Thursday, June 15, 2006


Just finished reading an insightful book, "Freakonomics," by Seven D. Levitt and Stephen J. Dubner. It covers a wide range of topics from an economist researcher's point of view, like why drug dealers live with their mothers, and what influences parents really have on their children.

As a parent and a teacher, I was especially interested in the latter of those topics. Levitt and Dubner's conclusions were that parents' influences on children were substantial, but almost entirely determined before the child is born. They have a list of matters and doesn't factors.

Matters: The child has highly educated parents.

•Doesn't: The child regularly watches TV at home.

•Matters: The child's parents have high income.

•Doesn't: The child's mother didn't work between birth and kindergarten.

Matters: The child's parents speak English in the home.

•Doesn't: The child's parents regularly take him to museums.

Matters: The child's mother was 30 or older at time of the child's birth.

•Doesn't: The child attended Head Start.

•Matters: The child's parents are involved in the PTA.

•Doesn't: The child is regularly spanked at home.

One factor he does not discuss is the effect of diet or eating habits on children. That is one significant area where I believe parents have an important impact on children's childrens' lives. Problem is that I'm not sure any more after reading this book. Could be that from a researcher's viewpoint that there is no relation. I'll have to continue to raise mine based on my judgement, though.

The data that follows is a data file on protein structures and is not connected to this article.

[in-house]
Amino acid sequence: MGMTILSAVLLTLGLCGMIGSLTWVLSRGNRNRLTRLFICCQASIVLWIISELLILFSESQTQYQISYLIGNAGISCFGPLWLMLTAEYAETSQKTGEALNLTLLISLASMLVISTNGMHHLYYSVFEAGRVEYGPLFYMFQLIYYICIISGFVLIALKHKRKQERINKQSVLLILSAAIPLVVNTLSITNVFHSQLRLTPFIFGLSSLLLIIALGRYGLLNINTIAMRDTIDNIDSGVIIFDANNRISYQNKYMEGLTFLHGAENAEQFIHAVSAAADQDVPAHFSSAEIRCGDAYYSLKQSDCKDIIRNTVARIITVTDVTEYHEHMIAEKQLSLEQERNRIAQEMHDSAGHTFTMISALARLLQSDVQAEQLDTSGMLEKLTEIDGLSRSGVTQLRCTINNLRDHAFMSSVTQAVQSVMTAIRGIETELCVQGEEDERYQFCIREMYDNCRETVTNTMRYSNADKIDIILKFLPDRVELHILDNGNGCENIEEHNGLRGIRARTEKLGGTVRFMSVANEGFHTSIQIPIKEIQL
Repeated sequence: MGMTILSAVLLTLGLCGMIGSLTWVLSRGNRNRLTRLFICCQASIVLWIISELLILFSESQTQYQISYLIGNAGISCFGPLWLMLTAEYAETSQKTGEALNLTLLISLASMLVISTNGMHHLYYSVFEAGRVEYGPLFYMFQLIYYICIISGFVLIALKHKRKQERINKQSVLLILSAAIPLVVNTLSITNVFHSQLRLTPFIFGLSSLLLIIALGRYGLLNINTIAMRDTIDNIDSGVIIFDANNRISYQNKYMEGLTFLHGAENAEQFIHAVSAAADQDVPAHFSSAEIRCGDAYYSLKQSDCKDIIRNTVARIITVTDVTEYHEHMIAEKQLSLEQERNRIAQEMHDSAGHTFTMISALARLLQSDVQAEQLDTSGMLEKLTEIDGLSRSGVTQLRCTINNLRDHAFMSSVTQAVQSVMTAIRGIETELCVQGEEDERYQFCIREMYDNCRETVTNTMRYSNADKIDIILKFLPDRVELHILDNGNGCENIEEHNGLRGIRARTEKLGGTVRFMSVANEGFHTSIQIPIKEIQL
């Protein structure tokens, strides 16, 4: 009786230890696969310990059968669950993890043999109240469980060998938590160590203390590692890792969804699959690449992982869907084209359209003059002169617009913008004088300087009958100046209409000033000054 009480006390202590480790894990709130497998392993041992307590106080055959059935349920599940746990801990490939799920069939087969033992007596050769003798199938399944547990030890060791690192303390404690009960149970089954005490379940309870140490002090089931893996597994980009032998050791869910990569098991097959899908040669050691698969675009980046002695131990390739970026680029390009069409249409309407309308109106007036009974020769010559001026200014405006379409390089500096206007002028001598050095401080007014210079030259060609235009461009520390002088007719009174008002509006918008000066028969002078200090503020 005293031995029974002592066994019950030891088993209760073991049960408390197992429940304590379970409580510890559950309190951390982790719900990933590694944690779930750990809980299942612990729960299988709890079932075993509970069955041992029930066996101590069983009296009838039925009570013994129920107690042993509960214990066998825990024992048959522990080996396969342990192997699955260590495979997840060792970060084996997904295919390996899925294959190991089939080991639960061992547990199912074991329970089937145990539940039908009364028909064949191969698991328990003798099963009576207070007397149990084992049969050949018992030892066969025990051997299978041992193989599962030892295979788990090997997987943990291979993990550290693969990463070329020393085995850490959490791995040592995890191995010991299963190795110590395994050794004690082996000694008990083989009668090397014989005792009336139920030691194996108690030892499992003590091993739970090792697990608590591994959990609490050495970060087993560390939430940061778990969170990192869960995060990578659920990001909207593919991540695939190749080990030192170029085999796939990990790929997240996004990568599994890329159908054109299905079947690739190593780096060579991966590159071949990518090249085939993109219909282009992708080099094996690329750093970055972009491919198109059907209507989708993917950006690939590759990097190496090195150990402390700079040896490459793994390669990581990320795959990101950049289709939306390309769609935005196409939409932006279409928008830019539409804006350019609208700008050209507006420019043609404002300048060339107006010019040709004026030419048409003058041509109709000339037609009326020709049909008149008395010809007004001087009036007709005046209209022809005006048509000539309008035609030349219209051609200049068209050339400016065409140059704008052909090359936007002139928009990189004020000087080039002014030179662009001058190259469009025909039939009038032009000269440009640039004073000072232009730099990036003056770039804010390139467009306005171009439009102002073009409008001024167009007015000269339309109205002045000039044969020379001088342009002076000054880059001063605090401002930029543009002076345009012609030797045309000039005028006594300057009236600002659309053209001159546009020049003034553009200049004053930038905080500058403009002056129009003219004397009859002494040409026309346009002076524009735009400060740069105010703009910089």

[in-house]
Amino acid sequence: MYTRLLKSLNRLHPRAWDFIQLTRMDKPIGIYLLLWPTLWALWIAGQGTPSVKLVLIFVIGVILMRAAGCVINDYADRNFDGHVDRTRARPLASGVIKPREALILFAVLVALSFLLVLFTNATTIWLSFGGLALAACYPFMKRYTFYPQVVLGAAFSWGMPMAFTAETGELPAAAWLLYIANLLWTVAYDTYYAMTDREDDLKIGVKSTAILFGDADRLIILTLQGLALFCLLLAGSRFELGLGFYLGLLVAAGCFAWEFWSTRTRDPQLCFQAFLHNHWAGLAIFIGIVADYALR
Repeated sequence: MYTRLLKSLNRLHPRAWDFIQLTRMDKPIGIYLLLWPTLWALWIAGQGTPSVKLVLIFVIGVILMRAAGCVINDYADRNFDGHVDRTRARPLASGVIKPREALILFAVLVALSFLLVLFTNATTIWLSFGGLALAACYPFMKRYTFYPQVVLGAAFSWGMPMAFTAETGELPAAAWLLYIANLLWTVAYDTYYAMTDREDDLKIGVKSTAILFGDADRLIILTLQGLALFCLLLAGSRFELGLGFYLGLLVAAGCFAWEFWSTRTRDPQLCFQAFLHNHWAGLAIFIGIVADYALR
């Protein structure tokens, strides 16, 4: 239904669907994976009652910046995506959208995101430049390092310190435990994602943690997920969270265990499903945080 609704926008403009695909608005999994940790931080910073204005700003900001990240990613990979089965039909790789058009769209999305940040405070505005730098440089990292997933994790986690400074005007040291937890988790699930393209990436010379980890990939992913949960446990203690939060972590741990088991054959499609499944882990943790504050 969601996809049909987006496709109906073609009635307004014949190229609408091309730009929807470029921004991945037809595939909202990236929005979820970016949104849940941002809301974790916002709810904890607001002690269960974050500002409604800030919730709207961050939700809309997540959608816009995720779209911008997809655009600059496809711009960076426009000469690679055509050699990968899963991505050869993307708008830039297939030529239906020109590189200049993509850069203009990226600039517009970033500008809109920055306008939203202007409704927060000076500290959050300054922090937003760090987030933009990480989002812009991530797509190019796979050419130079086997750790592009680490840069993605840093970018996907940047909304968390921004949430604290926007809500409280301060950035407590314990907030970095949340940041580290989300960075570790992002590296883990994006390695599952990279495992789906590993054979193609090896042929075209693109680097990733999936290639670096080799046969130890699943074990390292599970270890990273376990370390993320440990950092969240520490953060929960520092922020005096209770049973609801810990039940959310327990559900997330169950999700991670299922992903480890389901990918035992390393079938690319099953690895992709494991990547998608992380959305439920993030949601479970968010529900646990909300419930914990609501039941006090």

One other topic in the book that I have discussed with some colleagues is that of incentives. I think the authors would argue that people do everything that they do for incentives, and that they vary greatly from person to person and from situation to situation. This made me consider the kinds of incentives that my students have to attend my classes, or not, which is too often the case recently. To be entertained may certainly be a kind of incentive, but if learning is not much fun, then my students are disappointed. Aside from offering cash rewards, I am at a loss for finding sure-fire incentives. I thought of playing on their sense of responsibility and organizing group-centered activities. I'm not sure what to change that will provide the necessary incentives, but I'm going to have to do something.


Marco Polo said...

So, a couple of "researchers" say something doesn't matter... and we must believe them? I too think that diet is crucial, and my own instincts as well as what I've read suggest that "The child's mother didn't work between birth and kindergarten" is simply crap. "Doesn't matter" from what point of view? Remember, these are "economic" researchers...

Anonymous said...

Yeah, I think the criteria for this 'research' are pretty flawed.It was discovered that people with bigger feet were proven to be more intelligent than those with smaller feet.

The reason: Smaller feet people were kids and the bigger footed people were adults.

Also what kind of language use is : Matters and Doesn't ?

Sounds like a useless book.